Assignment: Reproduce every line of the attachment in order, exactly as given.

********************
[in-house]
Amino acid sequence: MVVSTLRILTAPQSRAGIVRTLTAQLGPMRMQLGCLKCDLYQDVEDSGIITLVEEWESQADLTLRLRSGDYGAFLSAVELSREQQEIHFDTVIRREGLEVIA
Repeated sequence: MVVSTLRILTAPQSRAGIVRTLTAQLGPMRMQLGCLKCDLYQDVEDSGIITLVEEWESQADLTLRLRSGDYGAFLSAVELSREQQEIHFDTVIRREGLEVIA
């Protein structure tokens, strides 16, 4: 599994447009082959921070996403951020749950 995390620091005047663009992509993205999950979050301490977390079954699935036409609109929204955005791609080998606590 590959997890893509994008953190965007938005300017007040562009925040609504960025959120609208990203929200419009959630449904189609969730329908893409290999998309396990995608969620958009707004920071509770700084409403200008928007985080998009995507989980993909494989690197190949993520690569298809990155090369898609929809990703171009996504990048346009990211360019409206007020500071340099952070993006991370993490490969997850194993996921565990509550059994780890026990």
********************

[in-house]
Amino acid sequence: MVVSTLRILTAPQSRAGIVRTLTAQLGPMRMQLGCLKCDLYQDVEDSGIITLVEEWESQADLTLRLRSGDYGAFLSAVELSREQQEIHFDTVIRREGLEVIA
Repeated sequence: MVVSTLRILTAPQSRAGIVRTLTAQLGPMRMQLGCLKCDLYQDVEDSGIITLVEEWESQADLTLRLRSGDYGAFLSAVELSREQQEIHFDTVIRREGLEVIA
């Protein structure tokens, strides 16, 4: 599994447009082959921070996403951020749950 995390620091005047663009992509993205999950979050301490977390079954699935036409609109929204955005791609080998606590 590959997890893509994008953190965007938005300017007040562009925040609504960025959120609208990203929200419009959630449904189609969730329908893409290999998309396990995608969620958009707004920071509770700084409403200008928007985080998009995507989980993909494989690197190949993520690569298809990155090369898609929809990703171009996504990048346009990211360019409206007020500071340099952070993006991370993490490969997850194993996921565990509550059994780890026990």